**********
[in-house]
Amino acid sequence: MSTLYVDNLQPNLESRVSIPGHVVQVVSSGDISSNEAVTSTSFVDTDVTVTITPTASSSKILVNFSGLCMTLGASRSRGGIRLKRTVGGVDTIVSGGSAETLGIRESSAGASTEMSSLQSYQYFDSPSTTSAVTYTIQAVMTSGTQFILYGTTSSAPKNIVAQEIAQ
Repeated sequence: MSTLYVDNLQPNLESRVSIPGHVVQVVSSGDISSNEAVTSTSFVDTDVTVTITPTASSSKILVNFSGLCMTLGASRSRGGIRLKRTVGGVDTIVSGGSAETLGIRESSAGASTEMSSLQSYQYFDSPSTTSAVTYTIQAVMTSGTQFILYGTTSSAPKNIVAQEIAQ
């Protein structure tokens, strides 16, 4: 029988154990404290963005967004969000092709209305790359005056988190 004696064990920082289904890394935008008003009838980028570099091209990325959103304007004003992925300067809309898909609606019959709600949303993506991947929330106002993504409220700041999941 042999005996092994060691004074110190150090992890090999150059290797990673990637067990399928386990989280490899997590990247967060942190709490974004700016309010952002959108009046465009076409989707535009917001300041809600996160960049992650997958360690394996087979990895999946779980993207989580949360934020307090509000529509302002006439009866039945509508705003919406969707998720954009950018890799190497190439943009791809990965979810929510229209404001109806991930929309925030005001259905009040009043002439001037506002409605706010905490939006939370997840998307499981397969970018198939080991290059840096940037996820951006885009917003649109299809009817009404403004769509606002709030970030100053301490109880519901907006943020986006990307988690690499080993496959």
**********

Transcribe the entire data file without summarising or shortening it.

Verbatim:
[in-house]
Amino acid sequence: MSTLYVDNLQPNLESRVSIPGHVVQVVSSGDISSNEAVTSTSFVDTDVTVTITPTASSSKILVNFSGLCMTLGASRSRGGIRLKRTVGGVDTIVSGGSAETLGIRESSAGASTEMSSLQSYQYFDSPSTTSAVTYTIQAVMTSGTQFILYGTTSSAPKNIVAQEIAQ
Repeated sequence: MSTLYVDNLQPNLESRVSIPGHVVQVVSSGDISSNEAVTSTSFVDTDVTVTITPTASSSKILVNFSGLCMTLGASRSRGGIRLKRTVGGVDTIVSGGSAETLGIRESSAGASTEMSSLQSYQYFDSPSTTSAVTYTIQAVMTSGTQFILYGTTSSAPKNIVAQEIAQ
């Protein structure tokens, strides 16, 4: 029988154990404290963005967004969000092709209305790359005056988190 004696064990920082289904890394935008008003009838980028570099091209990325959103304007004003992925300067809309898909609606019959709600949303993506991947929330106002993504409220700041999941 042999005996092994060691004074110190150090992890090999150059290797990673990637067990399928386990989280490899997590990247967060942190709490974004700016309010952002959108009046465009076409989707535009917001300041809600996160960049992650997958360690394996087979990895999946779980993207989580949360934020307090509000529509302002006439009866039945509508705003919406969707998720954009950018890799190497190439943009791809990965979810929510229209404001109806991930929309925030005001259905009040009043002439001037506002409605706010905490939006939370997840998307499981397969970018198939080991290059840096940037996820951006885009917003649109299809009817009404403004769509606002709030970030100053301490109880519901907006943020986006990307988690690499080993496959």